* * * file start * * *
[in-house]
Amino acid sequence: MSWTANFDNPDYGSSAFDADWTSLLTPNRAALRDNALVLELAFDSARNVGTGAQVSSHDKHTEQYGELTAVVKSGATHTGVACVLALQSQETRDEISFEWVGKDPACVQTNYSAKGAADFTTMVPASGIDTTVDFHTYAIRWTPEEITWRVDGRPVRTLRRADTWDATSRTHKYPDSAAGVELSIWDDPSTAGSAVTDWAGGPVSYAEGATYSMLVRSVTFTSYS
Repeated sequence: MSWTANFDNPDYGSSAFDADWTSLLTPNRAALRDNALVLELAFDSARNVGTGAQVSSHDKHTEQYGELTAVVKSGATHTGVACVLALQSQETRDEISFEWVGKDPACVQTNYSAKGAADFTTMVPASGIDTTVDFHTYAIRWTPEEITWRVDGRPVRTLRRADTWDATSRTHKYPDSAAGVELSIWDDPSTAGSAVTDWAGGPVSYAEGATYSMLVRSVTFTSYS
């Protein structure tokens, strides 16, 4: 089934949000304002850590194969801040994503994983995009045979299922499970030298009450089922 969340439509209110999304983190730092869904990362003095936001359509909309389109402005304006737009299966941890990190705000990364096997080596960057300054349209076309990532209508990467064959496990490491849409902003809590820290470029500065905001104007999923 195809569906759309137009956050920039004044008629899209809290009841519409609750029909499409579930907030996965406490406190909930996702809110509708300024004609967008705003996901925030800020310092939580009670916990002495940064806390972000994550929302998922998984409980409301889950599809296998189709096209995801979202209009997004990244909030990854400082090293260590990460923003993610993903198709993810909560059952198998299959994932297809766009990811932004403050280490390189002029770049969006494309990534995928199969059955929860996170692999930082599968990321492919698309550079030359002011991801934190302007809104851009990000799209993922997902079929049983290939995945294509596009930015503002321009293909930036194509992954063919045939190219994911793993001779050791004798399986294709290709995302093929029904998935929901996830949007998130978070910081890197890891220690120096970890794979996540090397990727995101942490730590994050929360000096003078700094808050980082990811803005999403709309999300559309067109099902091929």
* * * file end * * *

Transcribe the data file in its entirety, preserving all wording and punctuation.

[in-house]
Amino acid sequence: MSWTANFDNPDYGSSAFDADWTSLLTPNRAALRDNALVLELAFDSARNVGTGAQVSSHDKHTEQYGELTAVVKSGATHTGVACVLALQSQETRDEISFEWVGKDPACVQTNYSAKGAADFTTMVPASGIDTTVDFHTYAIRWTPEEITWRVDGRPVRTLRRADTWDATSRTHKYPDSAAGVELSIWDDPSTAGSAVTDWAGGPVSYAEGATYSMLVRSVTFTSYS
Repeated sequence: MSWTANFDNPDYGSSAFDADWTSLLTPNRAALRDNALVLELAFDSARNVGTGAQVSSHDKHTEQYGELTAVVKSGATHTGVACVLALQSQETRDEISFEWVGKDPACVQTNYSAKGAADFTTMVPASGIDTTVDFHTYAIRWTPEEITWRVDGRPVRTLRRADTWDATSRTHKYPDSAAGVELSIWDDPSTAGSAVTDWAGGPVSYAEGATYSMLVRSVTFTSYS
């Protein structure tokens, strides 16, 4: 089934949000304002850590194969801040994503994983995009045979299922499970030298009450089922 969340439509209110999304983190730092869904990362003095936001359509909309389109402005304006737009299966941890990190705000990364096997080596960057300054349209076309990532209508990467064959496990490491849409902003809590820290470029500065905001104007999923 195809569906759309137009956050920039004044008629899209809290009841519409609750029909499409579930907030996965406490406190909930996702809110509708300024004609967008705003996901925030800020310092939580009670916990002495940064806390972000994550929302998922998984409980409301889950599809296998189709096209995801979202209009997004990244909030990854400082090293260590990460923003993610993903198709993810909560059952198998299959994932297809766009990811932004403050280490390189002029770049969006494309990534995928199969059955929860996170692999930082599968990321492919698309550079030359002011991801934190302007809104851009990000799209993922997902079929049983290939995945294509596009930015503002321009293909930036194509992954063919045939190219994911793993001779050791004798399986294709290709995302093929029904998935929901996830949007998130978070910081890197890891220690120096970890794979996540090397990727995101942490730590994050929360000096003078700094808050980082990811803005999403709309999300559309067109099902091929």